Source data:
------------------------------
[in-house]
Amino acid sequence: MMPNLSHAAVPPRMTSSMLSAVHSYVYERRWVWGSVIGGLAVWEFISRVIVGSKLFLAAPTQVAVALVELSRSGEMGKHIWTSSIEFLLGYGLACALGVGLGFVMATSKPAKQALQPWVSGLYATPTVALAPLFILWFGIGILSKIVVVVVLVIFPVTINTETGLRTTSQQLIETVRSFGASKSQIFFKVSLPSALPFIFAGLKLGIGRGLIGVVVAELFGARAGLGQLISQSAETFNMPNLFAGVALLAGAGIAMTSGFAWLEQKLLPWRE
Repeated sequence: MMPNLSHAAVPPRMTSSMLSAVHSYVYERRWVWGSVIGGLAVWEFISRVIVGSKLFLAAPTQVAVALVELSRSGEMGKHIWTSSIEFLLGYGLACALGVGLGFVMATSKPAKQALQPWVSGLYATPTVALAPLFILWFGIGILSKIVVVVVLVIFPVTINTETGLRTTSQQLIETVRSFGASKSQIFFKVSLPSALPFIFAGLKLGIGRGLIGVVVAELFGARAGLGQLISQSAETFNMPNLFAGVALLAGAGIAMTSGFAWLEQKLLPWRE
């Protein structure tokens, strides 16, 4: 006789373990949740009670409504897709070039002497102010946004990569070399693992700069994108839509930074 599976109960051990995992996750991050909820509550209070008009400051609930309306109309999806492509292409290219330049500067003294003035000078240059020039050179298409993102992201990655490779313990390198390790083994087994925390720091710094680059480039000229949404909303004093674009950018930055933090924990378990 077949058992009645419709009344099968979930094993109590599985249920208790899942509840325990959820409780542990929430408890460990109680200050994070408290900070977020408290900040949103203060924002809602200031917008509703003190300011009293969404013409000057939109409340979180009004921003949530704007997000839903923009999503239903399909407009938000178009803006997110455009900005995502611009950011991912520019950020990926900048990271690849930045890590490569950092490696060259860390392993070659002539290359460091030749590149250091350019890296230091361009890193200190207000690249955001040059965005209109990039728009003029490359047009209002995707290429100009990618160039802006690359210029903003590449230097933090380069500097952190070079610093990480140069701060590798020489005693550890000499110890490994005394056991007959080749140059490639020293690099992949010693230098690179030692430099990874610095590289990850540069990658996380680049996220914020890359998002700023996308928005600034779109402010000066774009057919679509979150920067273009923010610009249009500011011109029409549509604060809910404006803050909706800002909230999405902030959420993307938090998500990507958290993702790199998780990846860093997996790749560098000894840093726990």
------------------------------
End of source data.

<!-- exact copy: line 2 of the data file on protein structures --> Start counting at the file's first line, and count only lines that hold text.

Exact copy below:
Amino acid sequence: MMPNLSHAAVPPRMTSSMLSAVHSYVYERRWVWGSVIGGLAVWEFISRVIVGSKLFLAAPTQVAVALVELSRSGEMGKHIWTSSIEFLLGYGLACALGVGLGFVMATSKPAKQALQPWVSGLYATPTVALAPLFILWFGIGILSKIVVVVVLVIFPVTINTETGLRTTSQQLIETVRSFGASKSQIFFKVSLPSALPFIFAGLKLGIGRGLIGVVVAELFGARAGLGQLISQSAETFNMPNLFAGVALLAGAGIAMTSGFAWLEQKLLPWRE